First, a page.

How to Use 3D Printing to Displace the Production Line

By Kalani Kirk Hausman, Richard Horne

The potential presented in additive manufacturing as it matures suggests a fundamental transformation in the production of material goods. Supporters like to discuss the possibilities inherent in ad-hoc personalized manufacturing at the consumer level, whereas critics argue about the damage any transition away from traditional mass-manufacturing, storage, and distribution would make to existing economies. Who is right?

These concerns follow the same fears that buggy-whip makers and farriers faced when mechanization replaced the need for horse-drawn carts, when hand-spinners were replaced by automated thread makers, when coopers faced the rapid production capacity of injection-molded barrels, or when automated looms transformed textile production capabilities — all examples of this same shift during earlier transformational stages in the first and second Industrial Revolutions.

The mobility of manufacturing to place production in close proximity to consumers offers a mechanism to eliminate the need for mass production of bulk goods that would then have to be shipped and stored in a fuel-hungry post-Peak Oil economy a decade from now.

With the potential already developing to print everything from engine parts to whole houses by moving production directly to the consumers’ sites, many cargo container ships will be put out of business if the “3D Industrial Revolution” takes off and reaches a fraction of the promise in its potential.

3D printing, crowdfunding, robotics, ad-hoc media content, and a host of other technologies — taken together — will not only alter the course of production but fundamentally shatter traditional manufacturing practices and related industries such as advertising and marketing.

When you consider the capability to print entire houses as well as the materials therein, you can see how this transformation could affect even something as prosaic as industries that currently move and store household goods, at the most extreme end simply re-creating everything at the new location. The same company could reclaim materials used in the previous building and furnishings.

Similarly, this would impact those trades that would traditionally build the destination building and store the furniture before selling new models to consumers, along with companies that would manage the property during its transition to new ownership, all the way down to the lawn service that would provide care during the lack of tenancy.

The new way of doing business will be very disruptive to traditional practices across all levels of industry, but it will also open up wholly new opportunities for consumers and producers in the new industrial age.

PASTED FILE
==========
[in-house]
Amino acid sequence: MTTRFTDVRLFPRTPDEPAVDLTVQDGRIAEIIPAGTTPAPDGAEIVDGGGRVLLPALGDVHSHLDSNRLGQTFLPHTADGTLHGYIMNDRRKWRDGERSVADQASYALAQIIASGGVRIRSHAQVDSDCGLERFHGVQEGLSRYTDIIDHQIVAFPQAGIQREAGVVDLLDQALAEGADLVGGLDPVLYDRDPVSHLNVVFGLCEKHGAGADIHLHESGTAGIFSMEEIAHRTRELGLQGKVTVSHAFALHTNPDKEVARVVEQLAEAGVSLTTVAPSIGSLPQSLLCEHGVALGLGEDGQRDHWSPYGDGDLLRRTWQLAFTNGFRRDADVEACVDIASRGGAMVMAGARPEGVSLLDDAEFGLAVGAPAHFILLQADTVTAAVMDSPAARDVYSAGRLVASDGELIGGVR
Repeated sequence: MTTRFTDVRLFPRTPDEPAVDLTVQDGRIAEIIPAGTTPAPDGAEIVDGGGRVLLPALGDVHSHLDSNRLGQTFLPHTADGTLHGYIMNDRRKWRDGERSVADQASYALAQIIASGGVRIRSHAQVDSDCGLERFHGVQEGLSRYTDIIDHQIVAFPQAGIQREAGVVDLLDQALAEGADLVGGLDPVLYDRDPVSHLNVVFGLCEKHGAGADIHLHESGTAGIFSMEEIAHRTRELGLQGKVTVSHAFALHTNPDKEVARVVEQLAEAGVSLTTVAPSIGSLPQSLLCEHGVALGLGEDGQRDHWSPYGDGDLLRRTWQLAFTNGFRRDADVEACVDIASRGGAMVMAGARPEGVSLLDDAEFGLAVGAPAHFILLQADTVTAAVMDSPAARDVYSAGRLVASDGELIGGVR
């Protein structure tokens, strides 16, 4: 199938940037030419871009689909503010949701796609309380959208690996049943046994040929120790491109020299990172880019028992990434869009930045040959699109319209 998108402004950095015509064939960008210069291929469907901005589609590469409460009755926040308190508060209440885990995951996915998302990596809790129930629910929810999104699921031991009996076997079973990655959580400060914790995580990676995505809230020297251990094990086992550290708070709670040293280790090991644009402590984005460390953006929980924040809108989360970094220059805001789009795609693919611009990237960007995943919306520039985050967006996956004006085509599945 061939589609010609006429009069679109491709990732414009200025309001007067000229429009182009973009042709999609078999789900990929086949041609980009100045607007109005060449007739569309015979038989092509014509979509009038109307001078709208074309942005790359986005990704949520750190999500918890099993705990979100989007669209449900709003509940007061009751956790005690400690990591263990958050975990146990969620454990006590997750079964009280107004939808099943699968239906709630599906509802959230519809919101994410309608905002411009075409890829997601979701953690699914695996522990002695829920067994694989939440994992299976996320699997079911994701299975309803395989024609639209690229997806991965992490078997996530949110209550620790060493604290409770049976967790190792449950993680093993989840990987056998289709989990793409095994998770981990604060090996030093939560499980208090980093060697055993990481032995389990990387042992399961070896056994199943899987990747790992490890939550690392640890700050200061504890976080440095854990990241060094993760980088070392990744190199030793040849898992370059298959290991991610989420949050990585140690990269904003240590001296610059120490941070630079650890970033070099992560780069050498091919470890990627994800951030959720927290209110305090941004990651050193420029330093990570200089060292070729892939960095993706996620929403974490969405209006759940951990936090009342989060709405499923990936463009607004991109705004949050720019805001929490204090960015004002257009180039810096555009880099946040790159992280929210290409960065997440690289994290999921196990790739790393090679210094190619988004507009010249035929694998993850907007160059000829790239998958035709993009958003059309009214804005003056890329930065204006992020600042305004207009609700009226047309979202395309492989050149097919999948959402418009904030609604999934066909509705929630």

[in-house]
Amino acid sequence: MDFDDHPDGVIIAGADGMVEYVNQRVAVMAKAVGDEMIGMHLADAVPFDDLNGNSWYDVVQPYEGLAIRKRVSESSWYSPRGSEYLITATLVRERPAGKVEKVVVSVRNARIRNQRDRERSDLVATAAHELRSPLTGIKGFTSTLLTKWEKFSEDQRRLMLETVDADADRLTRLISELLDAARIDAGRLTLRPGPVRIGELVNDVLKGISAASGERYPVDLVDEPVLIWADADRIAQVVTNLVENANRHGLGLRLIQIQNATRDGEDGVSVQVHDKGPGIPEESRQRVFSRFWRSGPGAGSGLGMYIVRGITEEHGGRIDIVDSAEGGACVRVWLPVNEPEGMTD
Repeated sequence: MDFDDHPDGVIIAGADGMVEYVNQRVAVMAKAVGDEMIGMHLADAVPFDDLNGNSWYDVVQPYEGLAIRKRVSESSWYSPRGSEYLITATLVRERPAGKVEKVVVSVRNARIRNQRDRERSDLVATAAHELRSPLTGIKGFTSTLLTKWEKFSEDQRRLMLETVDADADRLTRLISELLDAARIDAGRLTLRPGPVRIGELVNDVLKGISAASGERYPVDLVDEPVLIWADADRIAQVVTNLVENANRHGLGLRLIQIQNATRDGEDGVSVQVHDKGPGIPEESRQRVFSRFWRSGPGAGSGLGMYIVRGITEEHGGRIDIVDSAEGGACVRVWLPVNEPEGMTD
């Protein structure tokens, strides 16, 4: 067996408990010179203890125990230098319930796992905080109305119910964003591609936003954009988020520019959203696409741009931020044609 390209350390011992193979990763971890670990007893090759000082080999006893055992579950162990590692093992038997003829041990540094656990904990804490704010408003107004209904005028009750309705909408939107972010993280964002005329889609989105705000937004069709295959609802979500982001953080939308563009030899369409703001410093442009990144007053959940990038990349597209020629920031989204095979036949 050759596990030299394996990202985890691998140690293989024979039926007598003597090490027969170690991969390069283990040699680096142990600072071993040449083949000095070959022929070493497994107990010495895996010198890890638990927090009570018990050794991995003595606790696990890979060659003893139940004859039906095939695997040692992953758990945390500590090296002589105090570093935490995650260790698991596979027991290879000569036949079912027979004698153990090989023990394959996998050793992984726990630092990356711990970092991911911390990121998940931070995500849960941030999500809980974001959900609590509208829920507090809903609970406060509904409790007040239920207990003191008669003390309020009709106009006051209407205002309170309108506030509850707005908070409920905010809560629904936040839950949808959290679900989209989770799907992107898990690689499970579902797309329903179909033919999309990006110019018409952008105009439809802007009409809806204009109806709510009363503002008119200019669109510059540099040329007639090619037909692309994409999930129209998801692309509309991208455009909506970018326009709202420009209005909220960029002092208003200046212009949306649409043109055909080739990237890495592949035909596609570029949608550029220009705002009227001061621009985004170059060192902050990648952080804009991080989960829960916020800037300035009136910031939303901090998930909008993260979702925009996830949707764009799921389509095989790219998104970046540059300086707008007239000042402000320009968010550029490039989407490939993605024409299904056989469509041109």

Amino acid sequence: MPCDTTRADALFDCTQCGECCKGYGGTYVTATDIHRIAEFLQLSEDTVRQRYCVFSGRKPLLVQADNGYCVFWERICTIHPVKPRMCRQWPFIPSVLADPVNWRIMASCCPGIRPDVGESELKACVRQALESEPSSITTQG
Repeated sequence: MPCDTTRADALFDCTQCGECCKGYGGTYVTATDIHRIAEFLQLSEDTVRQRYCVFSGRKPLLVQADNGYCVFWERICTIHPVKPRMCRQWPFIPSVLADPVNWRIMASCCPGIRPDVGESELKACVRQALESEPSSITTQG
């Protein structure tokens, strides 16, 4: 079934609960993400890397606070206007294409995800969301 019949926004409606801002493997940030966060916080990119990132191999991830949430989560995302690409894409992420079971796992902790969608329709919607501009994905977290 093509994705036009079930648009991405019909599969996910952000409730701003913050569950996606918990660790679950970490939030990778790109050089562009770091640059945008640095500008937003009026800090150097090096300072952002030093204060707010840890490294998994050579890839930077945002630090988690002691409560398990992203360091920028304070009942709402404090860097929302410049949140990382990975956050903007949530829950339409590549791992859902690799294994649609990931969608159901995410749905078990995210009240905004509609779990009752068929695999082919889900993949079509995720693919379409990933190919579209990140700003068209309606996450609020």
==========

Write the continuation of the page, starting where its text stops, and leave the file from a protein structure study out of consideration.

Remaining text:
Many of the world’s largest economic powers stand to be displaced in the face of this latest Third Industrial Revolution and will certainly move to prevent its transformation as long as possible. This opposition can be seen in early arguments suggesting that all 3D printers should be registered with the government on the grounds of the danger they present to the public in terms of 3D-printed firearms or mis-manufactured components.

However, controlling this technology won’t be so easy. The RepRap platform, for example, can fabricate using many different sources of materials. Kirk’s students have been able to build functional 3D printers using scrap parts from old discarded electronic garbage (stepper motors, switches and rails from old ink-jet printers, electronics built from chip-level Arduino boards and motor driver RAMPS open source designs). And PLA filament has been successfully formed from tapioca.

When garbage + natural plant materials = 3D printers, the concept of forced registration and control of this remarkable technology proves to be difficult or even impossible.

In medical and engineering settings, the success of additive manufacturing has been thoroughly proven. Consider the magnificent reconstruction of the Saturn V’s colossal rocket motors by NASA scientists. This technology was designed to provide heavy-lift capability for the Orion’s space launch system that will replace the retired space shuttle for manned exploration of the Moon and Mars.

3D printing is preparing the vehicles that will carry our future astronauts, and 3D printing will provide them with the tools and possibly even the food they will need during their journeys. In medicine, 3D printing may soon provide replacement parts for our bodies. And the military is finding many uses for 3D-printed, in-the-field rapid prototypes.

Trying to stuff this genie back into its bottle should be very nearly impossible, with such a tremendous global force of inventors finding ever-more-capable solutions to expand the capacity that additive manufacturing offers.

The path from here, however, will not be without its impediments. Many in the world depend on things remaining the way they have always been. But as the past Industrial Revolutions have shown, the easier, less costly and more efficient solutions will win. Perhaps future generations will study about the time before replacement organs were built in school biology class and wonder how people ever managed to live without them.